10 Things You Never Knew About "Borat" Creator Sacha Baron Cohen

Sacha Baron Cohen fans are eating well this month. He portrays Flower Power activist Abbie Hoffman in Aaron Sorkin's The Trial of the Chicago 7, streaming now on Netflix, and revives his most famous comic creation in Borat Subsequent Moviefilm, premiering Friday on Amazon. The British actor-comedian tends to keep a low profile outside of his movie roles, but here are 10 interesting things we've gleaned from his press clippings over the years.
1. He attended Haberdashers' Aske's, a prestigious independent boys' school in Hertfordshire near London.
Fellow Haberdashers' Aske's alumni include Matt Lucas, David Baddiel, and Jason Isaacs, and it was here that Baron Cohen met his longtime writing and producing partner Dan Mazer. “It’s basically a factory of comedy,” Mazer told Rolling Stone in 2006. “It’s just cocky young Jews. And because we were all too weak to fight each other, we compensated with verbal jousts. Sacha was always the gregarious one in a room. He was such a big personality that I didn’t envision him being able to hide himself so well with such brilliantly formed characters as Borat and Ali G.”
2. He created his comedy alter egos when he studied History at the University of Cambridge.
"I started developing characters partly as a way to get into places without paying," Baron Cohen told Rolling Stone in the same interview. "At Cambridge there was something called the Cambridge Balls, which at that time cost about £120 ($160) per head. I would try to get myself and other people in, pretending to be the band or something. And we’d do it. I remember when I came to New York at the age of twenty-three, it was a fun thing. Me and my friends, we would get into the clubs claiming we were bouncers or drug dealers."
3. Before he became famous, he appeared in a pretty cheesy U.K. TV commercial for microwave fries.
Warning: this clip is very '90s indeed.

4. He also briefly worked as a fashion model and attempted to become a chef.
“I finished high school and there was a chef called Raymond Blanc who got a Michelin star. I went over to his restaurant, called Le Manoir aux Quat’Saisons, and I asked to work there and he declined," Baron Cohen told the New York Times recently. "He said I was too tall to work in the kitchen, and then I gave up my dream of becoming a chef."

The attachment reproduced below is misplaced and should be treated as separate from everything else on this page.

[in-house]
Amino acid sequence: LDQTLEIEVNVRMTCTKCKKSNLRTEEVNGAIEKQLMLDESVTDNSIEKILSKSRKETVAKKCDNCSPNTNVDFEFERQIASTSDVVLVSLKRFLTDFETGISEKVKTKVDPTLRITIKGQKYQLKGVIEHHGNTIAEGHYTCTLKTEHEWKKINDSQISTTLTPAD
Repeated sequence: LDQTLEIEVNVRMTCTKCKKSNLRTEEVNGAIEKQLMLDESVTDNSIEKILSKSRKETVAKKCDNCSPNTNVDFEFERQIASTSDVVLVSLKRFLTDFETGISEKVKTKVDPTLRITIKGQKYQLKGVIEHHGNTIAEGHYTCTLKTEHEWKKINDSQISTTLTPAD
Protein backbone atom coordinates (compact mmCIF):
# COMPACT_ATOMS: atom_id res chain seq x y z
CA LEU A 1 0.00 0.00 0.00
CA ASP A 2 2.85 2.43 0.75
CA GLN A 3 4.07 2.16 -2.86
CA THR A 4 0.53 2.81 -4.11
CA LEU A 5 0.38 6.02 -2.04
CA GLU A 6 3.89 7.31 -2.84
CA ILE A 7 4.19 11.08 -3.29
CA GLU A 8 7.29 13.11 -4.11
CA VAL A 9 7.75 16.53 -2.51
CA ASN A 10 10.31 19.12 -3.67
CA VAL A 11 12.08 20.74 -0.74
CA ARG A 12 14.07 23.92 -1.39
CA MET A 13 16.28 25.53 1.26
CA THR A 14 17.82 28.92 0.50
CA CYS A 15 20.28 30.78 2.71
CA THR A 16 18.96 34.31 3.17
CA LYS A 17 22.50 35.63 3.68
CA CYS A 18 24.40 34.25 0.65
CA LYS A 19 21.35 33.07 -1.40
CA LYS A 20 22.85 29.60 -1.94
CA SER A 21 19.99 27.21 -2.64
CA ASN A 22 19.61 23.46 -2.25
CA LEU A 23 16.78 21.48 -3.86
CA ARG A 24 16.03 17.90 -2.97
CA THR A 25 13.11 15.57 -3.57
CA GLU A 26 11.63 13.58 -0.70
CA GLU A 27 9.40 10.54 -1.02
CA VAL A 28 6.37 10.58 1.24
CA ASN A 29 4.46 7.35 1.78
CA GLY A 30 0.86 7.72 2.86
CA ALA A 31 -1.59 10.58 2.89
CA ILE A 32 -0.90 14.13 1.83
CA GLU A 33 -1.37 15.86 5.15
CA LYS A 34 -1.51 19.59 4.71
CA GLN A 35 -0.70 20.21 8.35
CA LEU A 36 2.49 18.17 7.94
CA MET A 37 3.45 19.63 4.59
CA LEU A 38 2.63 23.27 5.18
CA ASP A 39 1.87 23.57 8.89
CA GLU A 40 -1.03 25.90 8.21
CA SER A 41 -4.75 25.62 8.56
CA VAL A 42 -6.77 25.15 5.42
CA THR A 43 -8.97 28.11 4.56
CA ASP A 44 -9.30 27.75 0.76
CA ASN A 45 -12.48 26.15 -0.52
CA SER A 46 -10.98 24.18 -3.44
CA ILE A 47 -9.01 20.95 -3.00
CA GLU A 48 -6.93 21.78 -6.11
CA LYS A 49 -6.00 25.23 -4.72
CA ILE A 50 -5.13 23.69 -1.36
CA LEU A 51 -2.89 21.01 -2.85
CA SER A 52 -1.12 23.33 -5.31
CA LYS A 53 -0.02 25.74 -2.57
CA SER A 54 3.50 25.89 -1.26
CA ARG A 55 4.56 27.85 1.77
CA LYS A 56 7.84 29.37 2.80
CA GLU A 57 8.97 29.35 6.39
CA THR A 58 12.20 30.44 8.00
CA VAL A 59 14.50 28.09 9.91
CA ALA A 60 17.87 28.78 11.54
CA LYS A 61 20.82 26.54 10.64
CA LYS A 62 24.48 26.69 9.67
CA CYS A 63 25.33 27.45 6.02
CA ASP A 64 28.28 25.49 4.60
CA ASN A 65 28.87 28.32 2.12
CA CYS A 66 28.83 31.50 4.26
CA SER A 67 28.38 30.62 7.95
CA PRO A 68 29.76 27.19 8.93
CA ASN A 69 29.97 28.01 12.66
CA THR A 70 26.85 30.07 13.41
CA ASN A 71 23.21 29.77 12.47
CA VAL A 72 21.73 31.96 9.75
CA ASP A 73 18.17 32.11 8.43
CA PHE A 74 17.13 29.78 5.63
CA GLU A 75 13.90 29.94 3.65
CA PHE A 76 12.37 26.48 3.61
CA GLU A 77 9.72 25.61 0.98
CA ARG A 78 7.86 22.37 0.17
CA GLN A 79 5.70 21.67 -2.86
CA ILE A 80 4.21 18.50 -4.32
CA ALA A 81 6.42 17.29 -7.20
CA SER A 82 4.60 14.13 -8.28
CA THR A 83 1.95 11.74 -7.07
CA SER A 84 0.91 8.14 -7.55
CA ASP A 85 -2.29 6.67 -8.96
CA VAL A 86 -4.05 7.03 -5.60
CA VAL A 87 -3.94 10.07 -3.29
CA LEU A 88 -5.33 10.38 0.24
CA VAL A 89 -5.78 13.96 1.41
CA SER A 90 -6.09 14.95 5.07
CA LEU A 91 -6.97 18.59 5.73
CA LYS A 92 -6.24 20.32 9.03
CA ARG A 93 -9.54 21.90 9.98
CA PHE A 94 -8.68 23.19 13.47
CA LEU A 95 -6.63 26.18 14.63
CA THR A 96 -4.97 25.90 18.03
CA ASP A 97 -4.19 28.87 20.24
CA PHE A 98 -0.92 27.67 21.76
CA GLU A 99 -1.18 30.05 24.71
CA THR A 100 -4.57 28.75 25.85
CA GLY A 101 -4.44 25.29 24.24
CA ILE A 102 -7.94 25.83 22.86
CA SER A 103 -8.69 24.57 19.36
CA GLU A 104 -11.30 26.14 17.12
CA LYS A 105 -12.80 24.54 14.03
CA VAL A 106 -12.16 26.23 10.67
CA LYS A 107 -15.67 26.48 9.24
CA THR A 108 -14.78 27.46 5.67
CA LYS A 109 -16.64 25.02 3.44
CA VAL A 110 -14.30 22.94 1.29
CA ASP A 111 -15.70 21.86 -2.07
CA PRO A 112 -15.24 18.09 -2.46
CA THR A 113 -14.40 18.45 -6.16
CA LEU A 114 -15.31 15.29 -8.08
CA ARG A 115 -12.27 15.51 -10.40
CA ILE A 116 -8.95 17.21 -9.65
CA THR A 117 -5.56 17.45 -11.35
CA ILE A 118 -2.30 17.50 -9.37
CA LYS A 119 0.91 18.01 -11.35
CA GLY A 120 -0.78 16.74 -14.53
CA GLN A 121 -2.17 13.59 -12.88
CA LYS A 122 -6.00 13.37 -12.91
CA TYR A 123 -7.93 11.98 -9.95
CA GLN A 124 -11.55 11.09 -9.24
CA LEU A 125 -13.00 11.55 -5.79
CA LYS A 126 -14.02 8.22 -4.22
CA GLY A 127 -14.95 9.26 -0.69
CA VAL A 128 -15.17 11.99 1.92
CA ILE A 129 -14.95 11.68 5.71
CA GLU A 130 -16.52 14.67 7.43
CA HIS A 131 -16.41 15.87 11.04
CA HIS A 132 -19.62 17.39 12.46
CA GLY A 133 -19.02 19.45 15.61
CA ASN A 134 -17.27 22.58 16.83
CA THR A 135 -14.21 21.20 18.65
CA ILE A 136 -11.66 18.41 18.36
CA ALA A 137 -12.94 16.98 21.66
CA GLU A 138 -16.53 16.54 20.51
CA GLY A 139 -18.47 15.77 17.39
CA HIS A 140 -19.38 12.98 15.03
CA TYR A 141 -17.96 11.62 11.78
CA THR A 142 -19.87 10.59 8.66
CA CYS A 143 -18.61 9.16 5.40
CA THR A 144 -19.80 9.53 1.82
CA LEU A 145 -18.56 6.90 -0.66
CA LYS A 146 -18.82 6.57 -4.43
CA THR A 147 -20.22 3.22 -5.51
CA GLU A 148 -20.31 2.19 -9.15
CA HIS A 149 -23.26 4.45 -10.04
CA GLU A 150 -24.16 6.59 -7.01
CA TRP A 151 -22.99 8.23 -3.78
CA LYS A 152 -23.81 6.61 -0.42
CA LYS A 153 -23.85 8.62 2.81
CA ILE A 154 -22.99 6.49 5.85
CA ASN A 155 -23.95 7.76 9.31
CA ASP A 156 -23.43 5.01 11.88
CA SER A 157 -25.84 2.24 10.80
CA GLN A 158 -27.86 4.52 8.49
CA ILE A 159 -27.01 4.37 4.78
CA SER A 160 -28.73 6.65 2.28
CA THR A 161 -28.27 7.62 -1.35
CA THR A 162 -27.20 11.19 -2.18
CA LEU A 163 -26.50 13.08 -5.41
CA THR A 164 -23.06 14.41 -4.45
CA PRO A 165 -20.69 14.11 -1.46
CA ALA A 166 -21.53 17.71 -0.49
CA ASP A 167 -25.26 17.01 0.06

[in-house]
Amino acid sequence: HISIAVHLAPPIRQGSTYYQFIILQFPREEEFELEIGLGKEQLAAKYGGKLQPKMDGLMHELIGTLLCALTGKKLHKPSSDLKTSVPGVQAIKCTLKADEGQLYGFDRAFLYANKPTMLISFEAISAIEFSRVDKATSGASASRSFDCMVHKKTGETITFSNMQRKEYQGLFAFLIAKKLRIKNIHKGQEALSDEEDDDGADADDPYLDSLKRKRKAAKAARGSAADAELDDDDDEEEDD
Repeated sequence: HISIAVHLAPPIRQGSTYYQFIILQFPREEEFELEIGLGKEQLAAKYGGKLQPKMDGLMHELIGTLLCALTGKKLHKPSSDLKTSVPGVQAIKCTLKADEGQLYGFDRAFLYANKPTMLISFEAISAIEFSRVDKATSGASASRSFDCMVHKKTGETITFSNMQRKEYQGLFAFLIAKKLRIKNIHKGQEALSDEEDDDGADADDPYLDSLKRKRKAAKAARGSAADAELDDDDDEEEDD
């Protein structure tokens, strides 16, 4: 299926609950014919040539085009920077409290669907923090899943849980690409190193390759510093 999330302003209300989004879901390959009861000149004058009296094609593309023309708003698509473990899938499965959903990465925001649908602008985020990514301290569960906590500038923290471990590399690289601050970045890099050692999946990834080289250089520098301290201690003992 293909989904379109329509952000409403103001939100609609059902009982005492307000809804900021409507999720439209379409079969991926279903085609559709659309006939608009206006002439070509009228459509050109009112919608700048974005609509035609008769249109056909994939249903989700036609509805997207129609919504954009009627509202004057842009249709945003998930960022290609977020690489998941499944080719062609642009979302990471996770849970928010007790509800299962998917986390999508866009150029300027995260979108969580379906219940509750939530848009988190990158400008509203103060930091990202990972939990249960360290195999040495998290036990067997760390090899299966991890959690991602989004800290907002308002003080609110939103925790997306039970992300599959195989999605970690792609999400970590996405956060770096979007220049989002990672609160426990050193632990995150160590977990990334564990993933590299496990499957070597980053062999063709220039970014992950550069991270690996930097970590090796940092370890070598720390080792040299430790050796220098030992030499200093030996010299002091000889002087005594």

5. His cousin, Professor Simon Baron-Cohen, is a preeminent clinical psychologist who heads up the Autism Research Centre at the University of Cambridge.
Among Professor Baron-Cohen's published works are The Science of Evil: On Empathy and the Origins of Human Cruelty. According to The New York Times, this highly acclaimed book "proposes a simple but persuasive hypothesis for a new way to think about evil."
6. He has an amusing role in Madonna's "Music" music video.
As Ali G – his most famous comedy character before Borat – Baron Cohen appears as the pop queen's slightly disrespectful limo driver.
7. The inspiration for Borat came when Baron Cohen took a vacation to Astrakhan in southern Russia when he was 23.
"It was incredibly primitive," Baron Cohen told Esquire in 2016. "The plane was like a bus, there were people standing in the aisle all the way. The woman next to me was chewing on a chicken bone and reading an anti-Semitic cartoon. Anyway, I went to this doctor there and he said, 'In England you say, 'Cock! Cock!' But in America they say, 'Caak! Caak!' Yes?" And I started laughing immediately. He was the guy that eventually became Borat. I owe him some roubles."
8. He almost played Freddie Mercury in the Oscar-winning biopic Bohemian Rhapsody.
Baron Cohen was originally in line to play Mercury, but he exited the film due to alleged creative differences with Queen band members Brian May and Roger Taylor. During an interview on The Howard Stern Show, he claimed that Queen "wanted to protect their legacy as a band" whereas he was keen to show the singer's outrageous side. “There are amazing stories about Freddie Mercury," he said. "The guy was wild. There are stories of little people walking around parties with plates of cocaine on their heads!”
9. We don't know much about him, because he doesn't want us to.
“I think that essentially I’m a private person, and to reconcile that with being famous is a hard thing,” Baron Cohen told Rolling Stone. “So, I’ve been trying to have my cake and eat it, too – to have my characters be famous yet still live a normal life where I’m not trapped by fame and recognizability.”
10. He studied to be a clown at the renowned École Philippe Gaulier in Paris.
Baron Cohen's wife of 10 years, Isla Fisher, says it's one of the things they bonded over. "We both went to clown school. I went to Jacques Lecoq and he studied with Philippe Gaulier, then we both studied bouffon, white mask and commedia dell'arte," she told the Sunday Times. "That definitely attracted me to him."
Are you a fan of Borat and Sacha Baron Cohen?